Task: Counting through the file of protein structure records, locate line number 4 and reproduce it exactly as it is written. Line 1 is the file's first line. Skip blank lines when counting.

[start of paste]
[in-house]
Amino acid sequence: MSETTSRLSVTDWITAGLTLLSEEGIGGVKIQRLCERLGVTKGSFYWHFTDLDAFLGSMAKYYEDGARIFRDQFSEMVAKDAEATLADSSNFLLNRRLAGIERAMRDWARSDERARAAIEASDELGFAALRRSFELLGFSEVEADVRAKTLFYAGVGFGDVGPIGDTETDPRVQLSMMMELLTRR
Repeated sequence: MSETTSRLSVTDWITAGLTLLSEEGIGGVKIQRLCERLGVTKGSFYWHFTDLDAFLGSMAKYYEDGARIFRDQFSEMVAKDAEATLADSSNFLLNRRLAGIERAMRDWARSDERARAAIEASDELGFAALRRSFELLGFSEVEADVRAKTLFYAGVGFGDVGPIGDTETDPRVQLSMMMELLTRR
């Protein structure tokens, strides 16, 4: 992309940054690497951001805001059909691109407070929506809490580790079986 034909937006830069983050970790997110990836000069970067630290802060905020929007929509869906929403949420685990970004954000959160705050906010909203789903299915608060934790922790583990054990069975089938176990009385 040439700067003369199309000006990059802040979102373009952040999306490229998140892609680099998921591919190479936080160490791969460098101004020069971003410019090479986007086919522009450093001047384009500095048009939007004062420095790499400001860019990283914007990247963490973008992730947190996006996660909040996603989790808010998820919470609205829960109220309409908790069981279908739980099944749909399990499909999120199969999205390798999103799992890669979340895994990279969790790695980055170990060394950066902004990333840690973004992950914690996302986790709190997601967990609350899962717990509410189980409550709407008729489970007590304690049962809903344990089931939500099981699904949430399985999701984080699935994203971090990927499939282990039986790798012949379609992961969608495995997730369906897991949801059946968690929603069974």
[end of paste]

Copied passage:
């Protein structure tokens, strides 16, 4: 992309940054690497951001805001059909691109407070929506809490580790079986 034909937006830069983050970790997110990836000069970067630290802060905020929007929509869906929403949420685990970004954000959160705050906010909203789903299915608060934790922790583990054990069975089938176990009385 040439700067003369199309000006990059802040979102373009952040999306490229998140892609680099998921591919190479936080160490791969460098101004020069971003410019090479986007086919522009450093001047384009500095048009939007004062420095790499400001860019990283914007990247963490973008992730947190996006996660909040996603989790808010998820919470609205829960109220309409908790069981279908739980099944749909399990499909999120199969999205390798999103799992890669979340895994990279969790790695980055170990060394950066902004990333840690973004992950914690996302986790709190997601967990609350899962717990509410189980409550709407008729489970007590304690049962809903344990089931939500099981699904949430399985999701984080699935994203971090990927499939282990039986790798012949379609992961969608495995997730369906897991949801059946968690929603069974």